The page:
• Saeed Talajooy University of Cambridge, UK
  • Hamid Amjad Nila Publications, Iran
    The Patterns of Modernity in Constitutionary Drama
  • Javad Faal Alavi Dastaan-e Kootah journal, Iran
    The Constitutional Revolution and the Demise of Eloquent Mode of Narration
2:00-3:30 p.m. R26

Panel 67: Ritual and Mythology in Zoroastrian Texts: New Perspectives in Avestan Studies

  • Richard Foltz Concordia University, Canada
  • Zohreh Zarshenas Institute for Humanities and Cultural Studies, Tehran, Iran
    An Old Story from Avesta to Shāhnāma
  • Alberto Cantera University of Salamanca, Spain
    Toward a New Edition of the Avesta: Problems and Perspectives
2:00-3:30 p.m. Ballroom I

Panel 68: The State and Elections in Post-Revolutionary Iran

  • Juan Cole University of Michigan, United States
  • Mehrzad Boroujerdi Syracuse University, US
    Cabinets and Ministers in Post-Revolutionary Iran
  • Amir Moheet University of Hawaii, Manoa, United States
    Elite Fragmentation and the Paradox of Authoritarian Persistence in Iran
  • Alireza Namvar Haghighi University of Toronto, Canada
    The Role of Grassroots Campaigning in Iran’s Presidential Elections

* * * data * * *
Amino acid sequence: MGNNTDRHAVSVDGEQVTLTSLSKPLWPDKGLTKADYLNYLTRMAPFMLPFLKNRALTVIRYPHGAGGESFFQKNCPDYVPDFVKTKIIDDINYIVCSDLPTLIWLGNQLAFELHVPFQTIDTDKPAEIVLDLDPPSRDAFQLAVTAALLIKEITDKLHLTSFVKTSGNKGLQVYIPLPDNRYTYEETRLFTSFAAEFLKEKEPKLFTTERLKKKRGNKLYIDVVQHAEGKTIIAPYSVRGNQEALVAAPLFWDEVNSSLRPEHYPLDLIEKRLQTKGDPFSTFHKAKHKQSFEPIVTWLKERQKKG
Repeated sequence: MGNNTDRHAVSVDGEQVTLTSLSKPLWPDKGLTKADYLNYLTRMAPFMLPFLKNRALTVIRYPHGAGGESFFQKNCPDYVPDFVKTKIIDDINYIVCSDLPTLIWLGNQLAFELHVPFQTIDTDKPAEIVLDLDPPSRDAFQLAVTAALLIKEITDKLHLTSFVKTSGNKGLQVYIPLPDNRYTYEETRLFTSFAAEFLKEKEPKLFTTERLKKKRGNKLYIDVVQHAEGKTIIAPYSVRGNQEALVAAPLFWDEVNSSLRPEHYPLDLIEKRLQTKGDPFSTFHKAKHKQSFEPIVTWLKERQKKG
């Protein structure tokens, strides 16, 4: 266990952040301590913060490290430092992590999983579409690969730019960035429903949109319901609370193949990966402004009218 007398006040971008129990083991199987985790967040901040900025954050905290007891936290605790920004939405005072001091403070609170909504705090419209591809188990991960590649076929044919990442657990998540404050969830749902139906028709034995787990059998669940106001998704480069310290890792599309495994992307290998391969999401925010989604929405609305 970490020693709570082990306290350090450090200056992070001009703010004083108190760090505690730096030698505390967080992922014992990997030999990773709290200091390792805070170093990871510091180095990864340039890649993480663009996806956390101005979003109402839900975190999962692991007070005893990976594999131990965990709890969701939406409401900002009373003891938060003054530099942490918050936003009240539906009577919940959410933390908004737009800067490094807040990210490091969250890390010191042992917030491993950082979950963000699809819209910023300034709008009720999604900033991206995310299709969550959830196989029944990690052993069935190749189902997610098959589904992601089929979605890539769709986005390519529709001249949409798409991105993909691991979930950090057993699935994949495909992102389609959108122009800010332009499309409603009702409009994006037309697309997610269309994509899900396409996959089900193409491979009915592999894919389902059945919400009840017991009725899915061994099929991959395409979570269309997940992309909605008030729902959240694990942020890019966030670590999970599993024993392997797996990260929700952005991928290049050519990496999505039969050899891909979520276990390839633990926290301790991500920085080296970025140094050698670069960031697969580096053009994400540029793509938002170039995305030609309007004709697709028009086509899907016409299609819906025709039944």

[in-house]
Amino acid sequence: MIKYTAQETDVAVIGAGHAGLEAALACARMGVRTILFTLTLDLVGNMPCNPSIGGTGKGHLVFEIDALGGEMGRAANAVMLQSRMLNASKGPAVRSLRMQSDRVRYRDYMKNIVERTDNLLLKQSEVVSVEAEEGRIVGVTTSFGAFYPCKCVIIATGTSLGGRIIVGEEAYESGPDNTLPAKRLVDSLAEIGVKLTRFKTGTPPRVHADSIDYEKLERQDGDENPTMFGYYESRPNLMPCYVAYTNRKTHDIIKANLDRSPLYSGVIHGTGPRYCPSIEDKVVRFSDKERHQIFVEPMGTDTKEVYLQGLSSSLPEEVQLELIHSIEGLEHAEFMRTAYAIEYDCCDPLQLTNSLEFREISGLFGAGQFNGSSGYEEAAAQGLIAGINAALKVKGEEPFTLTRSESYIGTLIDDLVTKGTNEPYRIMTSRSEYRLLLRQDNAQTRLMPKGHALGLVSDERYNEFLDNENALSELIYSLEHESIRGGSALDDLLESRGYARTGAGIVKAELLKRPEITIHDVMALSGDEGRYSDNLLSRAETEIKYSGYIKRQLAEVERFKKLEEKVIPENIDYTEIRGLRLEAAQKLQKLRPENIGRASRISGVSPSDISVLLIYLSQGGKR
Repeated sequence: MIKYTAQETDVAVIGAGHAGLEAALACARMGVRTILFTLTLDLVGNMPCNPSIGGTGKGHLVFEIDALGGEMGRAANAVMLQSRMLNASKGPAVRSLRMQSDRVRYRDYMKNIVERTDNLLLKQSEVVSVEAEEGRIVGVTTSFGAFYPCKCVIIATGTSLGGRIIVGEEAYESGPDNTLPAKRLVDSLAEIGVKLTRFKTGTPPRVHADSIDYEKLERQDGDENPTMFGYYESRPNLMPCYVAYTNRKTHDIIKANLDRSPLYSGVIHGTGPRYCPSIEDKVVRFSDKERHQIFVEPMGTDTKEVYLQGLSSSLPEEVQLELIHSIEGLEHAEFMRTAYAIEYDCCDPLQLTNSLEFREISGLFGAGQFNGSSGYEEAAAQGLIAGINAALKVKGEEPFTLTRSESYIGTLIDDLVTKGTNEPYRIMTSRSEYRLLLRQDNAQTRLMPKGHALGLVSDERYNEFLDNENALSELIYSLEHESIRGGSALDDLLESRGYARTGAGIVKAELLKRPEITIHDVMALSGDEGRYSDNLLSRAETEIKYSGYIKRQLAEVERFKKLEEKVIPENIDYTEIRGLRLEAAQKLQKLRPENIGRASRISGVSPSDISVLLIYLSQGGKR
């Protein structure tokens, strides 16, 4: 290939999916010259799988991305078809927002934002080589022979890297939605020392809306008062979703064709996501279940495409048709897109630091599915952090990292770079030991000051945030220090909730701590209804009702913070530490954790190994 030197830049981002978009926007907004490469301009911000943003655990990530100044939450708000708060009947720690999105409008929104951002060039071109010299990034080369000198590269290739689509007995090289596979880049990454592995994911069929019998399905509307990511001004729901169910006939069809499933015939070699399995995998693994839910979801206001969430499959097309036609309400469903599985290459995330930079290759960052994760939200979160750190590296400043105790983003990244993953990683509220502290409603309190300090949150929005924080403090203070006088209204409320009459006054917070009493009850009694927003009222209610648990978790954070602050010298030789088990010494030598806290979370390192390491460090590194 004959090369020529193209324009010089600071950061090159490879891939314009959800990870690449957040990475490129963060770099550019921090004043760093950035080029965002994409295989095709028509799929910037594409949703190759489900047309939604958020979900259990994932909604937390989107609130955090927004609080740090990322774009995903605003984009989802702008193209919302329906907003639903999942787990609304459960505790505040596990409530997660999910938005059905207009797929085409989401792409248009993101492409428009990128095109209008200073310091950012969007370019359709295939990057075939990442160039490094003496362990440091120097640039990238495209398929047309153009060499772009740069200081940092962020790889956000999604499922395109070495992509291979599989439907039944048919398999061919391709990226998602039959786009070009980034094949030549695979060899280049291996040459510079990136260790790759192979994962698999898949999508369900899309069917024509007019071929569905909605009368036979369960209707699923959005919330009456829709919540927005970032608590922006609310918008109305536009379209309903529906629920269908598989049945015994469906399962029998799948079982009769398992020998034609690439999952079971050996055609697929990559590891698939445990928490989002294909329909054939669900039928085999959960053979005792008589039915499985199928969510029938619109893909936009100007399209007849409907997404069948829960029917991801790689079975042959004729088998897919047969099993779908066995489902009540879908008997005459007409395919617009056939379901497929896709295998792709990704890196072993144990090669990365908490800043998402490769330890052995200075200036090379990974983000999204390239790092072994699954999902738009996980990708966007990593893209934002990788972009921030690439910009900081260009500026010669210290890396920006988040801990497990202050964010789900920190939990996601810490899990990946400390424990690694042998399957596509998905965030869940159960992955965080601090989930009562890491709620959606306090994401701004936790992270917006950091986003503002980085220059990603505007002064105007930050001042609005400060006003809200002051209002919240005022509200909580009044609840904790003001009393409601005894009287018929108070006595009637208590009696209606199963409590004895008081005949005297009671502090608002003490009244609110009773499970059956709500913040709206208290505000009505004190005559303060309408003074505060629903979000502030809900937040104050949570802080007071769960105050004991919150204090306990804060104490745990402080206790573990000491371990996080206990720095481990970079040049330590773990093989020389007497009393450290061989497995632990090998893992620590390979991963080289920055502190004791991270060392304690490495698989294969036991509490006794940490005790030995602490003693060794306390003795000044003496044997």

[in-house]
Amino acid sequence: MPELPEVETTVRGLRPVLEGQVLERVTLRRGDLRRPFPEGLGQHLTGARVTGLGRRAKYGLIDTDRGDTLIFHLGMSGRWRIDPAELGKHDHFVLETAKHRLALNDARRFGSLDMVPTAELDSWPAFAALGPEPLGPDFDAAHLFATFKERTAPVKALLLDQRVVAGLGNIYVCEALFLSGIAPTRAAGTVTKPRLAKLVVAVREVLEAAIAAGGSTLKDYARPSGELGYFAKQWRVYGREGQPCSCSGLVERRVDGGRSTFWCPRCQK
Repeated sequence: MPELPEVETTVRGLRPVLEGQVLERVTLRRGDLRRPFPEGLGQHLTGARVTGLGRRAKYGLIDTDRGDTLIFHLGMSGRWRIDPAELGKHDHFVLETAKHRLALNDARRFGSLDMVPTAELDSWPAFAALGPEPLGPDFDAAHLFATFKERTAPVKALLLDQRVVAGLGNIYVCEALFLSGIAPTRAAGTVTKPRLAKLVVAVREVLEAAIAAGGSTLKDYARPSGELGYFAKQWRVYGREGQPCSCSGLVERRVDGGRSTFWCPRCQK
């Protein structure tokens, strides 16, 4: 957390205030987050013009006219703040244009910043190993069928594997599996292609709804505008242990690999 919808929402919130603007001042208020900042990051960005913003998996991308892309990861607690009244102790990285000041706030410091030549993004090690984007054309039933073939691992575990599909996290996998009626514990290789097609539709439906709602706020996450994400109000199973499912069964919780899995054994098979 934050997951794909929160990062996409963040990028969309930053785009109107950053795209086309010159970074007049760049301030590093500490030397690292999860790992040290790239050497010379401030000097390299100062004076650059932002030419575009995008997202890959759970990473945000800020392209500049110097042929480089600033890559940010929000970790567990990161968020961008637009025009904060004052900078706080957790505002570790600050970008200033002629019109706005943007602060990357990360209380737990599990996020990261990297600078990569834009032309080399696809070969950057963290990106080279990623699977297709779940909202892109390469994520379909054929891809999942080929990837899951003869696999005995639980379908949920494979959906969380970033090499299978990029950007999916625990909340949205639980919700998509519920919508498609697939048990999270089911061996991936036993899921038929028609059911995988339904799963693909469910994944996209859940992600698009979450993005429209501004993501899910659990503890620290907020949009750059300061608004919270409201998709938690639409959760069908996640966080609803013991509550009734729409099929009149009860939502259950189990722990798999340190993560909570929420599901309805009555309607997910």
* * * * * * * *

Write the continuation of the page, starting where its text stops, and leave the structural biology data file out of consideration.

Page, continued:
2:00-3:30 p.m. R20

Panel 69: Non-Conformity, Marginality, and Trauma in the Islamic Republic of Iran

  • Houchang Chehabi Boston University, United States
  • Mina Yazdani Eastern Kentucky University, United States
    Denying al-Raj‘a while Remaining Shī‘ī
  • Leyla Mostafavi University of Ottawa, Canada
    Strategies for Survival: The Shaykhis of Kerman since the 1979 Iranian Revolution show abstract
    The Sheikhi movement and its subsequent geographic and scriptural divisions, one of which leads to present day Kerman, has been the subject of modest research. This deficiency in knowledge is amplified when investigating the contemporary beliefs, strategies of survival, and religious principles of the Sheikhi’s in Kerman, Iran. Considering this gap in knowledge, the subject of this paper is an analysis of the present day practices and beliefs of Shekhi’s of Kerman. This paper looks at the ways in which the Sheikhi’s have continued to differentiate themselves from the Usuli majority since the 1979 Islamic Revolution and the transformation of their survival strategy vis-à-vis the state. The question this paper seeks to answer is in what ways have the broader socio-political changes taking places within the Islamic Republic of Iran since 1979 have altered the beliefs and survival strategies of the Sheikhi community. The two general categories of survival, spanning the lifetime of the movement, have been quietism and/or messianic tendencies. This paper argues that the former strategy of quietism appears to be at work within the Sheikhi community since the Islamic Revolution of 1979. The result of this strategy for survival has been a growing conservatism within Sheikhi beliefs and social relations, which this paper seeks to explain and outline. My research for this paper includes a rare personal interview with Sarkar Agha, the spiritual leader of the Sheikhi’s of Kerman, and personal interviews with various members of the Sheikhi community in both Iran and the diaspora.